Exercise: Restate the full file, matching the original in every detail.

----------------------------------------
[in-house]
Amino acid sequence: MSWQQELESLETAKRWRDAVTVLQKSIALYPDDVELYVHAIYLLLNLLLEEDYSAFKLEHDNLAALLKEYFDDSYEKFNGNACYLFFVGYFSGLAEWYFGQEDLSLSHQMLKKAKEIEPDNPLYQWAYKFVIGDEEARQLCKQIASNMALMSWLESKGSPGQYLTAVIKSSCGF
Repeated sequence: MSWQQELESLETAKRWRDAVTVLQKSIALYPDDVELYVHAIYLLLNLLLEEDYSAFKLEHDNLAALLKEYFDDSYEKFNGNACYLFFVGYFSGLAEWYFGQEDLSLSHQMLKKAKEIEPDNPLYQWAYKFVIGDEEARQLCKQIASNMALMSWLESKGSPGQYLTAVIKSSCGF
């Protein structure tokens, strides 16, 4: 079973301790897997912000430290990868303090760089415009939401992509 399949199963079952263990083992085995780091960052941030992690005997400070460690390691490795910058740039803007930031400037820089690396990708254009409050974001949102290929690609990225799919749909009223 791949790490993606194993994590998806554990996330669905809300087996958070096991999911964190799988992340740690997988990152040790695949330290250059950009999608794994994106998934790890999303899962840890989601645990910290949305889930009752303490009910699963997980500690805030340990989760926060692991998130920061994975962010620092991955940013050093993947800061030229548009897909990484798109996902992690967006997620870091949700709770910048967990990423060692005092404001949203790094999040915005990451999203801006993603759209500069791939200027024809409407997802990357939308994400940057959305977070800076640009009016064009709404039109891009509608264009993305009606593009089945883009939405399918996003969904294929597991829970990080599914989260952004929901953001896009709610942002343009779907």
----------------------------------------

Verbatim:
[in-house]
Amino acid sequence: MSWQQELESLETAKRWRDAVTVLQKSIALYPDDVELYVHAIYLLLNLLLEEDYSAFKLEHDNLAALLKEYFDDSYEKFNGNACYLFFVGYFSGLAEWYFGQEDLSLSHQMLKKAKEIEPDNPLYQWAYKFVIGDEEARQLCKQIASNMALMSWLESKGSPGQYLTAVIKSSCGF
Repeated sequence: MSWQQELESLETAKRWRDAVTVLQKSIALYPDDVELYVHAIYLLLNLLLEEDYSAFKLEHDNLAALLKEYFDDSYEKFNGNACYLFFVGYFSGLAEWYFGQEDLSLSHQMLKKAKEIEPDNPLYQWAYKFVIGDEEARQLCKQIASNMALMSWLESKGSPGQYLTAVIKSSCGF
């Protein structure tokens, strides 16, 4: 079973301790897997912000430290990868303090760089415009939401992509 399949199963079952263990083992085995780091960052941030992690005997400070460690390691490795910058740039803007930031400037820089690396990708254009409050974001949102290929690609990225799919749909009223 791949790490993606194993994590998806554990996330669905809300087996958070096991999911964190799988992340740690997988990152040790695949330290250059950009999608794994994106998934790890999303899962840890989601645990910290949305889930009752303490009910699963997980500690805030340990989760926060692991998130920061994975962010620092991955940013050093993947800061030229548009897909990484798109996902992690967006997620870091949700709770910048967990990423060692005092404001949203790094999040915005990451999203801006993603759209500069791939200027024809409407997802990357939308994400940057959305977070800076640009009016064009709404039109891009509608264009993305009606593009089945883009939405399918996003969904294929597991829970990080599914989260952004929901953001896009709610942002343009779907």